The Harvey Girls (Jan. 18, 1946)

In 1876, a 41-year-old entrepreneur named Fred Harvey opened a string of restaurants along the Atchison, Topeka, and Santa Fe Railway line. The eateries catered to middle-class and wealthy travelers alike, and at the height of the franchise’s success, there were more than 80 Harvey House restaurants. Harvey died in 1901, but the Fred Harvey Company continued to build restaurants into the 1960s.

A restaurant chain might seem an unlikely subject for a big-budget, Technicolor, Hollywood musical, but clearly the young, attractive waitresses in their crisp black and white uniforms were enough of a hook. The film opens with the following portentous prologue:

“When Fred Harvey pushed his chain of restaurants farther and farther west along the lengthening tracks of the Santa Fe, he brought with him one of the first civilizing forces this land had known … the Harvey Girls. These winsome waitresses conquered the west as surely as the Davy Crocketts and the Kit Carsons — not with powder horn and rifle, but with a beefsteak and a cup of coffee. To these unsung pioneers, whose successors today still carry on in the same tradition, we sincerely dedicate this motion picture.”

If all this is to be taken seriously, then who wouldn’t want to lionize these distaff settlers? I haven’t read Samuel Hopkins Adams’s 1942 novel that this film is based on, but it must have been a good story for Hollywood to want to pick it up. Or maybe it was just that Johnny Mercer and Harry Warren realized what a catchy rhythm the phrase “on the Atchison, Topeka, and the Santa Fe” had.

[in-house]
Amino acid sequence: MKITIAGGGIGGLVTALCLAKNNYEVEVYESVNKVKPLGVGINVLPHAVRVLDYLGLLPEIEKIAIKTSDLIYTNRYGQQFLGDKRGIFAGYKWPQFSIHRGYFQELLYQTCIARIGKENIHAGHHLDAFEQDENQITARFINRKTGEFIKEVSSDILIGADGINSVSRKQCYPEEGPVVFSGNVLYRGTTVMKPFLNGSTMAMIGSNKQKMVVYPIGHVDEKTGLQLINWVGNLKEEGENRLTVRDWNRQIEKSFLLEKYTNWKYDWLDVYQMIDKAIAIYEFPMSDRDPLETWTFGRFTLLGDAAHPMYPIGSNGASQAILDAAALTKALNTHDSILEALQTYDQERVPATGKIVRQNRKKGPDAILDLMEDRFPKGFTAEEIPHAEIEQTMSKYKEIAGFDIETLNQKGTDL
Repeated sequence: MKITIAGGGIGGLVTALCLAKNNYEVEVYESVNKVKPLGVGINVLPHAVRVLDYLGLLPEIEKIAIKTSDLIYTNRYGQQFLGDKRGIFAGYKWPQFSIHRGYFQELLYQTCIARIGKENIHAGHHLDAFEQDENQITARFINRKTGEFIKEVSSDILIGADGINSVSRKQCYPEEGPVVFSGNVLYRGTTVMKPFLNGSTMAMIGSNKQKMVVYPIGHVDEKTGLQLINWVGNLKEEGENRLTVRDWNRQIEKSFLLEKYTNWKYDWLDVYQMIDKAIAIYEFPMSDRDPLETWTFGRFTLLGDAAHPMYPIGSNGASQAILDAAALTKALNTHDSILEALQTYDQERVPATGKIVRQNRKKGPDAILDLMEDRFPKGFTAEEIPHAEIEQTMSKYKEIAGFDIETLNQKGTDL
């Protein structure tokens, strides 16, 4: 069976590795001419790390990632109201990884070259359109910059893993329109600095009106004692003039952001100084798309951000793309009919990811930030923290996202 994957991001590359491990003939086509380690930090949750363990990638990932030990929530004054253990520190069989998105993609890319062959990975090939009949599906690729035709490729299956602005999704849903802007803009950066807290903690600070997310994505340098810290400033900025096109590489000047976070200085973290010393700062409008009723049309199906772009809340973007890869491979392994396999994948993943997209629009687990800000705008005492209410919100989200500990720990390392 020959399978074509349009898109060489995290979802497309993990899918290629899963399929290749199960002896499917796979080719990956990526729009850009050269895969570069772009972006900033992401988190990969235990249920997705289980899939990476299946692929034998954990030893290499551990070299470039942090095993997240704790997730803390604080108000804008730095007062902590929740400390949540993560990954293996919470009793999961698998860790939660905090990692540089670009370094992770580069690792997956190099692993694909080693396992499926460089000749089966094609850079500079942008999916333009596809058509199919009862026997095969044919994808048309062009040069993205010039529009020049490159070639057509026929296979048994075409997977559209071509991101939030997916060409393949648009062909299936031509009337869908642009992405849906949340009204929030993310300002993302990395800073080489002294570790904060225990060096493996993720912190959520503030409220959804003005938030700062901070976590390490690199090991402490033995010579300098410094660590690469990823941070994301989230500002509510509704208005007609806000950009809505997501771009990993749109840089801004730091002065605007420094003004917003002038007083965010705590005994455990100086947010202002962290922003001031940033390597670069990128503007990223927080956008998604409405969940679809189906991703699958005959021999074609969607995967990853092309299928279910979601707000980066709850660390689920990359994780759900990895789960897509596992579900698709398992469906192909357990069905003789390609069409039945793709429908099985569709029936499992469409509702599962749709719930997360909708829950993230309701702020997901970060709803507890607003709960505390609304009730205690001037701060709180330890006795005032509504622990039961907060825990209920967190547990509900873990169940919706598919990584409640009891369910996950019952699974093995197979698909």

After the prologue and credits, the film opens on a shot of a moving train. Susan Bradley (Garland) is standing on the deck of the caboose, singing a forgettable song about love. She is heading out west to marry a man whom she only knows from the florid love letters he has written her. When her suitor, H.H. Hartsey (Chill Wills), turns out to be a functionally illiterate cowpoke who had a friend play Cyrano for him by penning the letters himself, Susan parts with him (mostly amicably), and becomes a Harvey girl.

The dramatic conflict, such as it is, comes from the local saloon and gambling house, which also features dancing girls. The owner of the palace of sin, Ned Trent (John Hodiak), and his star attraction, Em (played by a young and foxy Angela Lansbury), fear that the opening of the Harvey House will usher in a new era of respectability and crush their business. In real life of course, Trent’s girls would have been prostitutes and Em would have been their madam, but in the world of 1940s M-G-M musicals, dancing the cancan for hooting and hollering cowboys was about as scandalous as they could get.

Garland and Lansbury both give good performances, and are backed up by a large and talented cast. Virginia O’Brien (as the Harvey girl “Alma from Ohio”) is tough and sassy, and Ray Bolger, most famous for playing the Scarecrow in The Wizard of Oz (1939), here gets to play the Cowardly Homosexual, a popular character type in Hollywood pictures for decades. While his sexual preference is never identified outright, Bolger’s character’s effeminacy and fear of any butch labor (such as shoeing horses), as well as his spirited prancing, leaping, and tap dancing make it clear that he doesn’t have any designs on the ladies.

The Harvey Girls is an entertaining mix of musical and western. But if director George Sidney aspired for it to be anything more than breezy entertainment, it doesn’t show. Judy Garland is always a delight, but Vincente Minnelli’s ability to coax a nuanced performance from her and to tell an engaging story from beginning to end in a musical is sorely missed here. The Harvey Girls is enjoyable, but it’s no Meet Me in St. Louis (1944). Also, aside from the standout song, “On the Atchison, Topeka, and the Santa Fe” (which won an Academy Award for best song), no musical number in the picture really stands out.